More nickels and dimes

Right before they packed up, Oregon's goofy legislature passed a bill that would place substantial new financial responsibilities on businesses that produce packaging, and even those who print publications on paper. It's all in the name of that god almighty, recycling. The bill is here; OPB explains it here.

SB 582 requires producers of paper, plastic and other materials to fund new initiatives aimed at collecting and recycling more of their materials — whether via existing programs or new efforts. That includes paying for educational campaigns to help consumers better understand recycling, helping upgrade existing recycling facilities, and paying for things like trucks and new containers to help local governments expand their recycling offerings.

To fund those causes and others, producers would be required to join a “producer responsibility organization” that would charge fluctuating annual membership fees. A producer’s fees could be reduced if they lessen the environmental impact of their products.

And who will ultimately pay for all this? Consumers, of course. These corporations and their shareholders aren't going to absorb the costs; they'll just pass them on.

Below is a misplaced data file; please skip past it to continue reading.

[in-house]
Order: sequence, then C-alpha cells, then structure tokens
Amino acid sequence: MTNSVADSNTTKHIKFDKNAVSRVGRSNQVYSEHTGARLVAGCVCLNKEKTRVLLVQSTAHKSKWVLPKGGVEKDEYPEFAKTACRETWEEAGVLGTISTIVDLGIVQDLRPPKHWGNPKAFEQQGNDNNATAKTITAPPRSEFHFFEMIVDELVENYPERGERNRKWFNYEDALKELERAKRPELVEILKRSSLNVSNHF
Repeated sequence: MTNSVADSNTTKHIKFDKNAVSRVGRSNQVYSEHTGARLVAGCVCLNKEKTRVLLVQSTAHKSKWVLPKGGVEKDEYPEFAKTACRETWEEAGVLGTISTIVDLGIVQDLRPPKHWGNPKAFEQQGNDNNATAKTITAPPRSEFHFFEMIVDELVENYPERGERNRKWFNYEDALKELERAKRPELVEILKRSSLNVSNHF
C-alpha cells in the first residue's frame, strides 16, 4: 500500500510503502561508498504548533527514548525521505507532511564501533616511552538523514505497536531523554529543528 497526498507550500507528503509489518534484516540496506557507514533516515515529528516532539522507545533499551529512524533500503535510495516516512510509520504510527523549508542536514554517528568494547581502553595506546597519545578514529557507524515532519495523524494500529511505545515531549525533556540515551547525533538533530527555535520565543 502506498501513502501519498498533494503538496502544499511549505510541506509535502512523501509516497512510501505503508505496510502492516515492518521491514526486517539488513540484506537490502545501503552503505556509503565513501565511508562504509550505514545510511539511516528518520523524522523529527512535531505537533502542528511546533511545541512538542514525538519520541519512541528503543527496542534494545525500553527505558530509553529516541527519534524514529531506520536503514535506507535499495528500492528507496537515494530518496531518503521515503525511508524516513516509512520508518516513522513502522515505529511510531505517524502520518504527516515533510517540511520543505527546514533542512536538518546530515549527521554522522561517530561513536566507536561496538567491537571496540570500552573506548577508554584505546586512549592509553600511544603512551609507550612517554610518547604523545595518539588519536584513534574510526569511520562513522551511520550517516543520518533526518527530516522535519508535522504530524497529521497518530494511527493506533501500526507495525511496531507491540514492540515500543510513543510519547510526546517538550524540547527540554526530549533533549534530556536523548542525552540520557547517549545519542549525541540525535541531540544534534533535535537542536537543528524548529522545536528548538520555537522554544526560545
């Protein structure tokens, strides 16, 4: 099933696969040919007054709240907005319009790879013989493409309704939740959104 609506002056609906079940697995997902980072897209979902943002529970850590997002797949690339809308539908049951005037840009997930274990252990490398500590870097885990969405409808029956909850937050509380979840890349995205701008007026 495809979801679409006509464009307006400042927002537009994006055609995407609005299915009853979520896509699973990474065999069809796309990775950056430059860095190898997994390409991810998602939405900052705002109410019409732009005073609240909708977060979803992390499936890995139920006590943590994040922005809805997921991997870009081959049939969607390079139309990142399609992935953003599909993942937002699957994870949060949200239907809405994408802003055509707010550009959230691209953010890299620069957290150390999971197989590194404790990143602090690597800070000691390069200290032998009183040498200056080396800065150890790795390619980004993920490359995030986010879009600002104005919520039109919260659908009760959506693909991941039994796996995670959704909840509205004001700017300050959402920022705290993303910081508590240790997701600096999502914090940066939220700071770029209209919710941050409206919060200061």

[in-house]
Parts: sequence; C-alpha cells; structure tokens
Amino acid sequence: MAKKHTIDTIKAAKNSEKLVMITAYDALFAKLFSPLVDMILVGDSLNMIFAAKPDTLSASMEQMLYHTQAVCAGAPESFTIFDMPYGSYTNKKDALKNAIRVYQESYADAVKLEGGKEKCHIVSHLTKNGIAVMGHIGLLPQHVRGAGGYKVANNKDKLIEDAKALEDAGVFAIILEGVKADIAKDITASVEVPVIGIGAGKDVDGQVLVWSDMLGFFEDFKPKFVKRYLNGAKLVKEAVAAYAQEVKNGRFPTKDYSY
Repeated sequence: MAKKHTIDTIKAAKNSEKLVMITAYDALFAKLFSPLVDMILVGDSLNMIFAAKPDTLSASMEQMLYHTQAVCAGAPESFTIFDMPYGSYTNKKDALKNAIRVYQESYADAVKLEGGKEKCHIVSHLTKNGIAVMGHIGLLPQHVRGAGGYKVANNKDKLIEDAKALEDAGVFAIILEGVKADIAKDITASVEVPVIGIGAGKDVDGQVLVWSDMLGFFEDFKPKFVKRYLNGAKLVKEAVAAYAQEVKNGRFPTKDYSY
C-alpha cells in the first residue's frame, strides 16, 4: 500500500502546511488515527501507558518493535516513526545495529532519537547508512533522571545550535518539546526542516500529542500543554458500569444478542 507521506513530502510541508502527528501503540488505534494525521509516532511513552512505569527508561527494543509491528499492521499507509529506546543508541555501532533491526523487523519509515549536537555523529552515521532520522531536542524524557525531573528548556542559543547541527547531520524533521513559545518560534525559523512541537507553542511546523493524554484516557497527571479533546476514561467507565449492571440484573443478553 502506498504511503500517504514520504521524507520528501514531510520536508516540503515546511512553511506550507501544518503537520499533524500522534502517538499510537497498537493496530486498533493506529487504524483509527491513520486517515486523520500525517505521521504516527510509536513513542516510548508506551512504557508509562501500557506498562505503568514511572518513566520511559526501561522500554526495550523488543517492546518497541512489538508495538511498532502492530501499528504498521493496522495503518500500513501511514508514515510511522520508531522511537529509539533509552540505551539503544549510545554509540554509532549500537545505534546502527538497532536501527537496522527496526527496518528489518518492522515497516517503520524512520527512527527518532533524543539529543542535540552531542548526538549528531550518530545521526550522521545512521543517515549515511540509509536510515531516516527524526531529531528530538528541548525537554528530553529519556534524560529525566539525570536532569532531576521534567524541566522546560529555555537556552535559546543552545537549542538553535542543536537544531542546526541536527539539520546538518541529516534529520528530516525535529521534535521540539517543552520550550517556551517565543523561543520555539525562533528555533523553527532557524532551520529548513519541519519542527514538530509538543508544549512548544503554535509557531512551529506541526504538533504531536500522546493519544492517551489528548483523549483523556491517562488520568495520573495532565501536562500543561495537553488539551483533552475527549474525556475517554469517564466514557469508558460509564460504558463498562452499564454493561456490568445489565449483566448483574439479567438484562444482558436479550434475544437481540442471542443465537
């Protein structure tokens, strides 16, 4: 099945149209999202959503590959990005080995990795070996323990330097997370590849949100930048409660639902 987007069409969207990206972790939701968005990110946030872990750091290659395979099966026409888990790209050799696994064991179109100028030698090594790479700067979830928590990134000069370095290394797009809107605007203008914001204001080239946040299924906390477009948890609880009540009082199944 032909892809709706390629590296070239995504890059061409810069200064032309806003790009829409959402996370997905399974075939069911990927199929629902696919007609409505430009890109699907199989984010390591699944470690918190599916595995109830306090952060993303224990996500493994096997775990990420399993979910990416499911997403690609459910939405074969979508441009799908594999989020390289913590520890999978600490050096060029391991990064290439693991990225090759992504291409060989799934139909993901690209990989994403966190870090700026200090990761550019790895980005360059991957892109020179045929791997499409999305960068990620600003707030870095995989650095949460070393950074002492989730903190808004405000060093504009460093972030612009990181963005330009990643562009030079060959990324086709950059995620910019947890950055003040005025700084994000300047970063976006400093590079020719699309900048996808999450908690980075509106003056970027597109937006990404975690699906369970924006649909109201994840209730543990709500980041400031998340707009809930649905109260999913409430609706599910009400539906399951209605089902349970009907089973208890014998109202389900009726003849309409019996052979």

“It made sense to pass some of these costs on to the companies using these products in their packaging,” state Sen. Michael Dembrow, a Portland Democrat and chief sponsor of the bill, said during a debate in the Senate earlier this week. “Industry could respond by absorbing some of the costs, passing some onto consumers and, ideally, finding more biodegradable, easier-to-recycle alternatives, which would help us all.”

They "could," "ideally," do good deeds. Is there no end to the magical thinking?

I wish the folks in Salem would stop for a minute and acknowledge the outrageous cost of living in Oregon. The problem is not just a lack of cheapo apartments. Essential products are expensive, too. And for people who are counting every penny, a noticeable portion of the cost comes from feel-good green initiatives. You buy a six-pack of some soft drink, add 60 cents deposit. If you want it in a bag, that's another nickel, or a dime in some places. Now, under this new law, you'll pay an indirect fee on every packaged item you buy.

Each of those add-ons may be only a small percentage of the overall cost, but it's really starting to stack up.

Maybe we need to require a cost-of-living impact statement on all new laws. Environmental impact statements are a familiar feature of government; why not do the same for the costs to the average person? Then we can decide on the tradeoffs.

The politicians lament that people are living in tents on the sidewalks, throwing their garbage everywhere. Well, this kind of thing ain't helping. If they want to clean up Oregon, they might want to stop ratcheting up the number of people who can't afford luxury items like running water and a garbage can.


  1. As some guy famously said (can't remeber his name exactly), "Government is not the solution to our problem, government is the problem."


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